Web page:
You may be familiar with YA fiction books that deal with mental health issues, but in honor of it being Mental Health Month, I’m highlighting mostly nonfiction YA resources (with a few new or forthcoming fiction titles). When colleagues ask me for nonfiction books to recommend to teens to help them cope with mental health issues, I don’t find many. Sure, there are those written that will be useful for class reports, but not many nonfiction titles that offer real, practical, how-to advice. Most of the helpful resources I have found are online in the form of blogs, articles, brochures, or pamphlets since that’s what’s easiest to keep up-to-date.
Youth Mental Health Resources – Online Resources
Medlineplus, that has health information from the National Library of Medicine, includes a teen mental health section on its database, that’s free to access.
KidsHealth is part of the KidsHealth family of websites. These sites, run by the nonprofit Nemours Center for Children’s Health Media, provide accurate, up-to-date health information that’s free of “doctor speak.” Their site has very understandable and helpful information for teens on a variety of topics, including teen suicide.
TeensHealth has information about health related to teens, such as information about body, mind, sexual health, food & fitness, diseases & conditions, infections, school & jobs, drugs & alcohol, and staying safe.
American Foundation for Suicide Prevention has information that will help teens learn more about suicide, how to prevent it, cope with a suicide loss, research, and ways to get involved in suicide prevention, such as Out of the Darkness Walks. If you are a teen in crisis, resources are available online on this site for you.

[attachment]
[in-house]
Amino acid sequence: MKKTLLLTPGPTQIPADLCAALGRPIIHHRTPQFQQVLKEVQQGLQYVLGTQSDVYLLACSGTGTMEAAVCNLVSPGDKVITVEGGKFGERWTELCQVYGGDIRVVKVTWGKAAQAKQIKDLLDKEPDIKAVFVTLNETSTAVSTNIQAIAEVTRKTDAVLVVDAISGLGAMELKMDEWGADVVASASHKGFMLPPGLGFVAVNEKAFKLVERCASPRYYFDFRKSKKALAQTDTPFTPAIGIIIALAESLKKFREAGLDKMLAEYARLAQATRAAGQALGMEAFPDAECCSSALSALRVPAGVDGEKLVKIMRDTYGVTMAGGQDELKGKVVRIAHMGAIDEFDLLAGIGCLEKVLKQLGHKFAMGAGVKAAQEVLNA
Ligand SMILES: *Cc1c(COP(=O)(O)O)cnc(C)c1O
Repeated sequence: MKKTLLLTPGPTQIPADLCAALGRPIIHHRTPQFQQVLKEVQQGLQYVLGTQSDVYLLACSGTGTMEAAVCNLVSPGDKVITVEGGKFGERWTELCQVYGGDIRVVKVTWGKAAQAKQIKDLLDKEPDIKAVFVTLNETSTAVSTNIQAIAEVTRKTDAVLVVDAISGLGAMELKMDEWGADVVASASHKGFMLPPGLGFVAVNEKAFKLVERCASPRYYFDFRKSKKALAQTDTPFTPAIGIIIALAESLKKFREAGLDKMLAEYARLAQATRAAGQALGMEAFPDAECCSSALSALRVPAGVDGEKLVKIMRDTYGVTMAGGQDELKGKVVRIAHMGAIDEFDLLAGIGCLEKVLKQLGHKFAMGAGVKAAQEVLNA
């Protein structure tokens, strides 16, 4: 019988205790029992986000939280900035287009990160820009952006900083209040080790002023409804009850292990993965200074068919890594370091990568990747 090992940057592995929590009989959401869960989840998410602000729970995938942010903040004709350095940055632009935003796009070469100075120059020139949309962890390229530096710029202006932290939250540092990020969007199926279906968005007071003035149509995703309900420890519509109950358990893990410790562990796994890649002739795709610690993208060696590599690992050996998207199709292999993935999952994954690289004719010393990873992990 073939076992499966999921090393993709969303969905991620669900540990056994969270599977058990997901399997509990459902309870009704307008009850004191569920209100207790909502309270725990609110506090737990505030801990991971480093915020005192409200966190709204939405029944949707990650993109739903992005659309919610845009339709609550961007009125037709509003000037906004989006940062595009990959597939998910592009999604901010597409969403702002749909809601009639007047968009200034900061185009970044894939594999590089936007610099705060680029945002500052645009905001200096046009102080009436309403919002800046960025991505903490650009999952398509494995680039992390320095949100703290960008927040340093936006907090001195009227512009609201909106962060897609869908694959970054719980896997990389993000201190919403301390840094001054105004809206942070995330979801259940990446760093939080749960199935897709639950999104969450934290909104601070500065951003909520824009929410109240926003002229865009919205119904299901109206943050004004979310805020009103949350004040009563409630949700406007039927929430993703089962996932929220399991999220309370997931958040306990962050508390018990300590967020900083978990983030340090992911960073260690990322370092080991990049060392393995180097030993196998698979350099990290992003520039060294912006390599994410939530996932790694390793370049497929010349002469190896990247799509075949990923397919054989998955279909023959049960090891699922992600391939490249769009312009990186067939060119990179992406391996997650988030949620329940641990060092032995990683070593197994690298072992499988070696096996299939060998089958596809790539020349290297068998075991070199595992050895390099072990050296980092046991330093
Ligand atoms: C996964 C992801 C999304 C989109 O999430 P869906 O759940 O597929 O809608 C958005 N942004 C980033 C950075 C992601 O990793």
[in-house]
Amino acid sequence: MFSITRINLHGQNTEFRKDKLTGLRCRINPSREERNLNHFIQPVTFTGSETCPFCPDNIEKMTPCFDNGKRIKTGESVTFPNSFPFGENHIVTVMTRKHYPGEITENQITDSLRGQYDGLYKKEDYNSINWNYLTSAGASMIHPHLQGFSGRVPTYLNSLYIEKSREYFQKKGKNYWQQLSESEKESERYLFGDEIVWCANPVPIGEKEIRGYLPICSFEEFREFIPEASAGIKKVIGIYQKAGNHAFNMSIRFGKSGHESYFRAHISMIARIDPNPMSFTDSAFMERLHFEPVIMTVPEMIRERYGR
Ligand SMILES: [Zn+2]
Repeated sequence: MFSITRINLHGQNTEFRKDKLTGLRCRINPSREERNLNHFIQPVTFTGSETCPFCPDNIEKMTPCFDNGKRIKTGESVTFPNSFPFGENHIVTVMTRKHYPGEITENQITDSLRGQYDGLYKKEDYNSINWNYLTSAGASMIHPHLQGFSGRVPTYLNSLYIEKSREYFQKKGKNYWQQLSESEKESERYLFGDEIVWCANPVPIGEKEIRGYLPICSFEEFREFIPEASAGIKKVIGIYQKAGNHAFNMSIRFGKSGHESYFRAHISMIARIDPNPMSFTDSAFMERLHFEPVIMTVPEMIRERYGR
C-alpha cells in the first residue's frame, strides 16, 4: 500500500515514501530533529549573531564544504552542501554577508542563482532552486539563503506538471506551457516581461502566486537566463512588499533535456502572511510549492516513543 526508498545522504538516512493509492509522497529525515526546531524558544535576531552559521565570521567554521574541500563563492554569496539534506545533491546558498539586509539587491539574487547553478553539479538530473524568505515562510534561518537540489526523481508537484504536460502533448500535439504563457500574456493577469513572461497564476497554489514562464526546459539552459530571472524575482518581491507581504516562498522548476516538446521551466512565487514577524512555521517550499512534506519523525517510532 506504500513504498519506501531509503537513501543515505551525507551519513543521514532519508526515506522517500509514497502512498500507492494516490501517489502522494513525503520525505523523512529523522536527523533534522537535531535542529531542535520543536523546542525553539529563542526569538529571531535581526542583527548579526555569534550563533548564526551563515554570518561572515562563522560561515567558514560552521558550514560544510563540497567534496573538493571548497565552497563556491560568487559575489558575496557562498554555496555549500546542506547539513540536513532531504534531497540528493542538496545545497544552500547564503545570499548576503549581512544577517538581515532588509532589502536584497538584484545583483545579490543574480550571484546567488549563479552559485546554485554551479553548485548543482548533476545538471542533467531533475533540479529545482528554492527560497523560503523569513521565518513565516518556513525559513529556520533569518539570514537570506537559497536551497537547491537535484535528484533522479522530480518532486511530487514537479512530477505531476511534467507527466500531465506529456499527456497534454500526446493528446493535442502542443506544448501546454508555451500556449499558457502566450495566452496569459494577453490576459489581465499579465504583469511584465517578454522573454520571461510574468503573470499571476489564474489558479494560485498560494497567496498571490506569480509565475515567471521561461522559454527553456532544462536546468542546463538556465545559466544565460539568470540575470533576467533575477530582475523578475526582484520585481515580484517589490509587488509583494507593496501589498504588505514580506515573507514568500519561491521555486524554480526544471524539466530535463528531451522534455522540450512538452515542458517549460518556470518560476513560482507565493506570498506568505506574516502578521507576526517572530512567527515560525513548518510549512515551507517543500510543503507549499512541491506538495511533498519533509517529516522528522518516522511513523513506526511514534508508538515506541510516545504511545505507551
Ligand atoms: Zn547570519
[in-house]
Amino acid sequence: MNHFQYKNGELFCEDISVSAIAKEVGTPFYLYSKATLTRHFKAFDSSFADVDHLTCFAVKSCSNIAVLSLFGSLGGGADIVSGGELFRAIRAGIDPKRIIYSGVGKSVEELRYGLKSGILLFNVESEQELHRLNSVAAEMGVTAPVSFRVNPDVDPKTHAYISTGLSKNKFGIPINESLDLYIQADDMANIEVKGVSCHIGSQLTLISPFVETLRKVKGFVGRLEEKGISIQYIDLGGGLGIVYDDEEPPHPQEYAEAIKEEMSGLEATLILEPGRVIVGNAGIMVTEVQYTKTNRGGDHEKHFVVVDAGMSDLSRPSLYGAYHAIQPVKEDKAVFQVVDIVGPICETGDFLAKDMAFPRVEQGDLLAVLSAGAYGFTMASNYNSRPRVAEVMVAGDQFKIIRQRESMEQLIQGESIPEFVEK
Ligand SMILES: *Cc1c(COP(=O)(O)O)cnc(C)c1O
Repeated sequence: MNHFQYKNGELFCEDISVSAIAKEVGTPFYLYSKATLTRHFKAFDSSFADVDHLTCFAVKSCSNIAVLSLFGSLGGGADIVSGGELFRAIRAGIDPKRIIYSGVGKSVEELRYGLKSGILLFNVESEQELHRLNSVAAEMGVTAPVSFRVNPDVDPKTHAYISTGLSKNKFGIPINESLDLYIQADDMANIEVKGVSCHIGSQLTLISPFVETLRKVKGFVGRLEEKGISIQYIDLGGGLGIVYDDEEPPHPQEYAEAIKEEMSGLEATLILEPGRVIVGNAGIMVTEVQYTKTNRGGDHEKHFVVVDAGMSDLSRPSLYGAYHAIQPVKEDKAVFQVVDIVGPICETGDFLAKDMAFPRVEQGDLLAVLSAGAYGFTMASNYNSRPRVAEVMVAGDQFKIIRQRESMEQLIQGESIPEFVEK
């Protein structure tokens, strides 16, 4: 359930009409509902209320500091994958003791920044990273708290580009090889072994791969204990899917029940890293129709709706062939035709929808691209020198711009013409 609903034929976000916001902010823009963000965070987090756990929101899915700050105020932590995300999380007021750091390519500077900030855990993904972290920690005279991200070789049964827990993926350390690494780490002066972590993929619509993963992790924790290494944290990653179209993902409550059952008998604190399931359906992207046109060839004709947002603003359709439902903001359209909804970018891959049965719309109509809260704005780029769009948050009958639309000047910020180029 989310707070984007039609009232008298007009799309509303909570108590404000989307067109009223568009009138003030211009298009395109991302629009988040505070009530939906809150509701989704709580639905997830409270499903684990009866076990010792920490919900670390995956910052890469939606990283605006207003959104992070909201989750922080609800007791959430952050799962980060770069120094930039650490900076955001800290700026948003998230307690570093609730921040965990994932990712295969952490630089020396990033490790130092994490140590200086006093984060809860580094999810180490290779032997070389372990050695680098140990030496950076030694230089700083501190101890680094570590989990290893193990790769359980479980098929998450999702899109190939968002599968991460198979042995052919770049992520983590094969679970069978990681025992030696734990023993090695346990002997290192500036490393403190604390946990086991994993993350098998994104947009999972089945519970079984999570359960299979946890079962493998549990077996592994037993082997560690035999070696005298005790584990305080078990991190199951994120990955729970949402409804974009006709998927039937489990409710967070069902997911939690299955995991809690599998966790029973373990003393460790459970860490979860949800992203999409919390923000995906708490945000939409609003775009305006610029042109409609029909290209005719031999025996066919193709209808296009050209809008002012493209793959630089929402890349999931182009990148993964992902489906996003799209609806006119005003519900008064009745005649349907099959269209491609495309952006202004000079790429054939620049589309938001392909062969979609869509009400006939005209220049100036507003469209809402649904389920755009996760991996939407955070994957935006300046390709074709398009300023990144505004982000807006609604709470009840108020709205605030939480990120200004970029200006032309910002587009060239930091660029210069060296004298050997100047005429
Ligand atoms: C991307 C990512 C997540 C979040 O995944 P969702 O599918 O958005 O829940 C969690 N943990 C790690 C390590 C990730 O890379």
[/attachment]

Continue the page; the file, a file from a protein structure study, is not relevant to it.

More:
Apps for Youth that Provide Mental Health Assistance –Many of these apps focus on crisis intervention, including:
DoSomething.org’s Crisis Text Line –Provides teens with free, round-the-clock access to trained counseling and referrals.
Mood 24/7 – This app allows users, including teens, to send a daily text message about how they feel to a doctor, a therapist or loved one.
CodeBlue – This project by Melon Health, scheduled to launch spring of 2016, is designed to help teens alert members of a designated support network with a text message whenever they feel acutely depressed. It is designed to provide teenagers struggling from depression or bullying with support when they need it. Users can choose several contacts to be part of their support group. With just a few taps, the app will alert the support group that the user needs immediate help. Members of the support group can then text or call the user. The app can also share the user’s location with the support group, and members can indicate that they are on their way to see the user in person. Code Blue will be free on both iOS and Android.
BoosterBuddy –This Canadian app provides teens with a list of coping mechanisms, tips for controlled breathing exercises, types of mental health concerns, and ways to manage symptoms. BoosterBuddy was created by Calgary-based developers Robots & Pencils, Island Health, Victoria Hospitals Foundation and a $150,000 donation from Coast Capital Savings. The app helps teens do the following:
- Check-in with how you are feeling each day
- Use coping skills
- Keep track of appointments and medications
- Get started on tasks
- Follow self-care routines
- Increase real-life socialization